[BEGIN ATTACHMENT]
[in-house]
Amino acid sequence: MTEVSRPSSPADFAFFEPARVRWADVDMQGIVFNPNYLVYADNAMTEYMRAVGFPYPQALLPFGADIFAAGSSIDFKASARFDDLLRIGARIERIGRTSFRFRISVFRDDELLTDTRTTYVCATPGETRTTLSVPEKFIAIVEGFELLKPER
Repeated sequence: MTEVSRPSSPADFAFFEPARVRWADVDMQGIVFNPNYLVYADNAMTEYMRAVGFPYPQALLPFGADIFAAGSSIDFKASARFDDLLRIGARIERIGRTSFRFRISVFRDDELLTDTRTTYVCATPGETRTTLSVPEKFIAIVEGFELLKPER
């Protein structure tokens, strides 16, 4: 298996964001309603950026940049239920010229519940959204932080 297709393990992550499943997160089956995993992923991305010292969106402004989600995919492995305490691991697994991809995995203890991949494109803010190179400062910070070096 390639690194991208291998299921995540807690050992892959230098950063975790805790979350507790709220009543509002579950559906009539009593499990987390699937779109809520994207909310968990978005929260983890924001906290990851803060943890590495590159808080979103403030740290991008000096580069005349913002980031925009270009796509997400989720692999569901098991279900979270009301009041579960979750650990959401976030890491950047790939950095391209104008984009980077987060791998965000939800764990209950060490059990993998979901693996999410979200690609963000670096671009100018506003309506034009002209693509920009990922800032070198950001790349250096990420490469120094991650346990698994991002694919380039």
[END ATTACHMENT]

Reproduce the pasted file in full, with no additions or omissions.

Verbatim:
[in-house]
Amino acid sequence: MTEVSRPSSPADFAFFEPARVRWADVDMQGIVFNPNYLVYADNAMTEYMRAVGFPYPQALLPFGADIFAAGSSIDFKASARFDDLLRIGARIERIGRTSFRFRISVFRDDELLTDTRTTYVCATPGETRTTLSVPEKFIAIVEGFELLKPER
Repeated sequence: MTEVSRPSSPADFAFFEPARVRWADVDMQGIVFNPNYLVYADNAMTEYMRAVGFPYPQALLPFGADIFAAGSSIDFKASARFDDLLRIGARIERIGRTSFRFRISVFRDDELLTDTRTTYVCATPGETRTTLSVPEKFIAIVEGFELLKPER
């Protein structure tokens, strides 16, 4: 298996964001309603950026940049239920010229519940959204932080 297709393990992550499943997160089956995993992923991305010292969106402004989600995919492995305490691991697994991809995995203890991949494109803010190179400062910070070096 390639690194991208291998299921995540807690050992892959230098950063975790805790979350507790709220009543509002579950559906009539009593499990987390699937779109809520994207909310968990978005929260983890924001906290990851803060943890590495590159808080979103403030740290991008000096580069005349913002980031925009270009796509997400989720692999569901098991279900979270009301009041579960979750650990959401976030890491950047790939950095391209104008984009980077987060791998965000939800764990209950060490059990993998979901693996999410979200690609963000670096671009100018506003309506034009002209693509920009990922800032070198950001790349250096990420490469120094991650346990698994991002694919380039």